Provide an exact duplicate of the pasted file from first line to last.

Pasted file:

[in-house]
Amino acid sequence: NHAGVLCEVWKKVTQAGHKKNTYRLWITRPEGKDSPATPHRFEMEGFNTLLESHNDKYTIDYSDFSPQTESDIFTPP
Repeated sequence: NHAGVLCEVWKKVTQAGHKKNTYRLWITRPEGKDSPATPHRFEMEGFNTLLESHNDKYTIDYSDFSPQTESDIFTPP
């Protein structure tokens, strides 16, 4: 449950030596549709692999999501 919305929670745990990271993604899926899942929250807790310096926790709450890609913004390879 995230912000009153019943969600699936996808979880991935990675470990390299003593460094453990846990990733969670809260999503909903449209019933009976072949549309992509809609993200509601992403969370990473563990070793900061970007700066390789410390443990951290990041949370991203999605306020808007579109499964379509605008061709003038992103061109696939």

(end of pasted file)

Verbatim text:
[in-house]
Amino acid sequence: NHAGVLCEVWKKVTQAGHKKNTYRLWITRPEGKDSPATPHRFEMEGFNTLLESHNDKYTIDYSDFSPQTESDIFTPP
Repeated sequence: NHAGVLCEVWKKVTQAGHKKNTYRLWITRPEGKDSPATPHRFEMEGFNTLLESHNDKYTIDYSDFSPQTESDIFTPP
């Protein structure tokens, strides 16, 4: 449950030596549709692999999501 919305929670745990990271993604899926899942929250807790310096926790709450890609913004390879 995230912000009153019943969600699936996808979880991935990675470990390299003593460094453990846990990733969670809260999503909903449209019933009976072949549309992509809609993200509601992403969370990473563990070793900061970007700066390789410390443990951290990041949370991203999605306020808007579109499964379509605008061709003038992103061109696939």